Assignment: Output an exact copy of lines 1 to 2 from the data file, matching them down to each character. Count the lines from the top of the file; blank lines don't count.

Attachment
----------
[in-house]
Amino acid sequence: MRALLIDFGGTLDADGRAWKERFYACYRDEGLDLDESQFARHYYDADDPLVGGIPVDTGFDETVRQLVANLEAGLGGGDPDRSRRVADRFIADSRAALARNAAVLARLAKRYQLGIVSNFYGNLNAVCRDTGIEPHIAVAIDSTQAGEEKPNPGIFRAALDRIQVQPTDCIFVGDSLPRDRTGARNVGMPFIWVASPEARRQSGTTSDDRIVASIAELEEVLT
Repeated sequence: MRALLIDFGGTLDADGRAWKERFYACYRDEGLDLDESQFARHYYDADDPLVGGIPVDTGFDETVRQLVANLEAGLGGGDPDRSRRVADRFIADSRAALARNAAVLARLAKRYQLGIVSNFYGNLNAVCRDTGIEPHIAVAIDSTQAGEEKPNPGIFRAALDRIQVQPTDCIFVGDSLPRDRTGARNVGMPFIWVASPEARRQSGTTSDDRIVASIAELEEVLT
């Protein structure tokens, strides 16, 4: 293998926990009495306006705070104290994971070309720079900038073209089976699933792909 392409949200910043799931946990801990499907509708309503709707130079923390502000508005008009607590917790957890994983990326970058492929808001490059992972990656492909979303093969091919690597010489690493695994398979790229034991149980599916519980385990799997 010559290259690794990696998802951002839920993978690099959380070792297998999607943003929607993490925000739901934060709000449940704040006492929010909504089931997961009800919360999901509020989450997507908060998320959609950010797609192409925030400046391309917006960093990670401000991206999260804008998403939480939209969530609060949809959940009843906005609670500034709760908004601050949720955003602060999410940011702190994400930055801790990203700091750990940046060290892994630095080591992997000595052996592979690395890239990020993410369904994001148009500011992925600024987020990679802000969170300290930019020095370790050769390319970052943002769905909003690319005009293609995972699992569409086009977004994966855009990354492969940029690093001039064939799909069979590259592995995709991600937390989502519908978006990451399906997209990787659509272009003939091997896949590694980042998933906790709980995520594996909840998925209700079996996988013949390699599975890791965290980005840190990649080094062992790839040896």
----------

[in-house]
Amino acid sequence: MRALLIDFGGTLDADGRAWKERFYACYRDEGLDLDESQFARHYYDADDPLVGGIPVDTGFDETVRQLVANLEAGLGGGDPDRSRRVADRFIADSRAALARNAAVLARLAKRYQLGIVSNFYGNLNAVCRDTGIEPHIAVAIDSTQAGEEKPNPGIFRAALDRIQVQPTDCIFVGDSLPRDRTGARNVGMPFIWVASPEARRQSGTTSDDRIVASIAELEEVLT